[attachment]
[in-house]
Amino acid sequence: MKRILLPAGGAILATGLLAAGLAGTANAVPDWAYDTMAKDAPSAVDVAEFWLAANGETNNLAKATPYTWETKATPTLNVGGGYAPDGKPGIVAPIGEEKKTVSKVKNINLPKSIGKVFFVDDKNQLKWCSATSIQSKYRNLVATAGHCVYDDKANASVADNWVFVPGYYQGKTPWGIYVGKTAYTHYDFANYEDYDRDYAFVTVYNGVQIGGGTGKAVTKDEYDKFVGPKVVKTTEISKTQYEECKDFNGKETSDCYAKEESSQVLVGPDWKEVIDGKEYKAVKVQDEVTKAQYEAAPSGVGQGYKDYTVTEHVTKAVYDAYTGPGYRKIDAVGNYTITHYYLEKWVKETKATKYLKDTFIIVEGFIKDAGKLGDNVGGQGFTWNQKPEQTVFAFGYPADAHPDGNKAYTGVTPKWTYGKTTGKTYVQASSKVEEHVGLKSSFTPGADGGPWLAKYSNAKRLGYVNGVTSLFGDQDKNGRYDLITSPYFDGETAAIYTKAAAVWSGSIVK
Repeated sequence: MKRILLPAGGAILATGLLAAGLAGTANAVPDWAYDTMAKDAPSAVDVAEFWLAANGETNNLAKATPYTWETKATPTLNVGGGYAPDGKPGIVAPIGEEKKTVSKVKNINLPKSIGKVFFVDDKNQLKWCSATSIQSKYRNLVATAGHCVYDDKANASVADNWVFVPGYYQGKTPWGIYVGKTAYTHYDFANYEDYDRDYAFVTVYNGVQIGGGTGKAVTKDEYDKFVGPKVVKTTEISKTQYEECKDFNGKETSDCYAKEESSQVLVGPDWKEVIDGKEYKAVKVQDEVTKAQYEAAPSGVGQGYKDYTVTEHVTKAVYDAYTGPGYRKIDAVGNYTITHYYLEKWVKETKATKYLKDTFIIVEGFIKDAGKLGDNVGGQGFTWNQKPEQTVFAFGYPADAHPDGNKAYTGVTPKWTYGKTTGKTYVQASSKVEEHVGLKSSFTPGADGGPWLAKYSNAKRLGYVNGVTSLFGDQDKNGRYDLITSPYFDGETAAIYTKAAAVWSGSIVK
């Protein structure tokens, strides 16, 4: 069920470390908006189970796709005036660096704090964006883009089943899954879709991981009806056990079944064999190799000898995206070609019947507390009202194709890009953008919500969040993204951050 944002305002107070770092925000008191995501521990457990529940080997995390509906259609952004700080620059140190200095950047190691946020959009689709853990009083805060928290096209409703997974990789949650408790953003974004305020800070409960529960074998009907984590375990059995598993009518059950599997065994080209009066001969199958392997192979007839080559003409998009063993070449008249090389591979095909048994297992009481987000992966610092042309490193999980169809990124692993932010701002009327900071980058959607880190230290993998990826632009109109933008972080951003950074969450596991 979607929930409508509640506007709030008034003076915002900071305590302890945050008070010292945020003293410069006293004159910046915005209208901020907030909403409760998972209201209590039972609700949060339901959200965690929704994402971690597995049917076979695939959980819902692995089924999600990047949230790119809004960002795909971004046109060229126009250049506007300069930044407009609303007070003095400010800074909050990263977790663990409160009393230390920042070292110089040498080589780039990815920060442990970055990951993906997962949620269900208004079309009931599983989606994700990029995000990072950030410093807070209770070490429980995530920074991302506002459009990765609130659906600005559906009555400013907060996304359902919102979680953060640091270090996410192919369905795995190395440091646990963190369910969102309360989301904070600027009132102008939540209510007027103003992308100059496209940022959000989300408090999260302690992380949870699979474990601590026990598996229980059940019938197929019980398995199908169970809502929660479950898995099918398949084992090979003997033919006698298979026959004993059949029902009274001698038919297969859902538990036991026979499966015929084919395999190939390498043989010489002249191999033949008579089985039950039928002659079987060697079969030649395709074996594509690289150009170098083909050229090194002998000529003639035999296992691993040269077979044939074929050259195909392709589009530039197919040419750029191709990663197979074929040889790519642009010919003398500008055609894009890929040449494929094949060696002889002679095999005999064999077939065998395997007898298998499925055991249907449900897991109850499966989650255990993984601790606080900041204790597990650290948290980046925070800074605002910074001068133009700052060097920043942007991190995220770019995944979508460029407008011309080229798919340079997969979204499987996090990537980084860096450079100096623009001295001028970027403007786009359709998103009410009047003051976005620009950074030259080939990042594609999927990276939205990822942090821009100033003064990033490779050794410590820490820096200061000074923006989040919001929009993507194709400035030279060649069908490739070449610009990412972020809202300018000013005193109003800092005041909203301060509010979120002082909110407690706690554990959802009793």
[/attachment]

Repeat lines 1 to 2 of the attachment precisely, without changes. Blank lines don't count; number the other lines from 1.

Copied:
[in-house]
Amino acid sequence: MKRILLPAGGAILATGLLAAGLAGTANAVPDWAYDTMAKDAPSAVDVAEFWLAANGETNNLAKATPYTWETKATPTLNVGGGYAPDGKPGIVAPIGEEKKTVSKVKNINLPKSIGKVFFVDDKNQLKWCSATSIQSKYRNLVATAGHCVYDDKANASVADNWVFVPGYYQGKTPWGIYVGKTAYTHYDFANYEDYDRDYAFVTVYNGVQIGGGTGKAVTKDEYDKFVGPKVVKTTEISKTQYEECKDFNGKETSDCYAKEESSQVLVGPDWKEVIDGKEYKAVKVQDEVTKAQYEAAPSGVGQGYKDYTVTEHVTKAVYDAYTGPGYRKIDAVGNYTITHYYLEKWVKETKATKYLKDTFIIVEGFIKDAGKLGDNVGGQGFTWNQKPEQTVFAFGYPADAHPDGNKAYTGVTPKWTYGKTTGKTYVQASSKVEEHVGLKSSFTPGADGGPWLAKYSNAKRLGYVNGVTSLFGDQDKNGRYDLITSPYFDGETAAIYTKAAAVWSGSIVK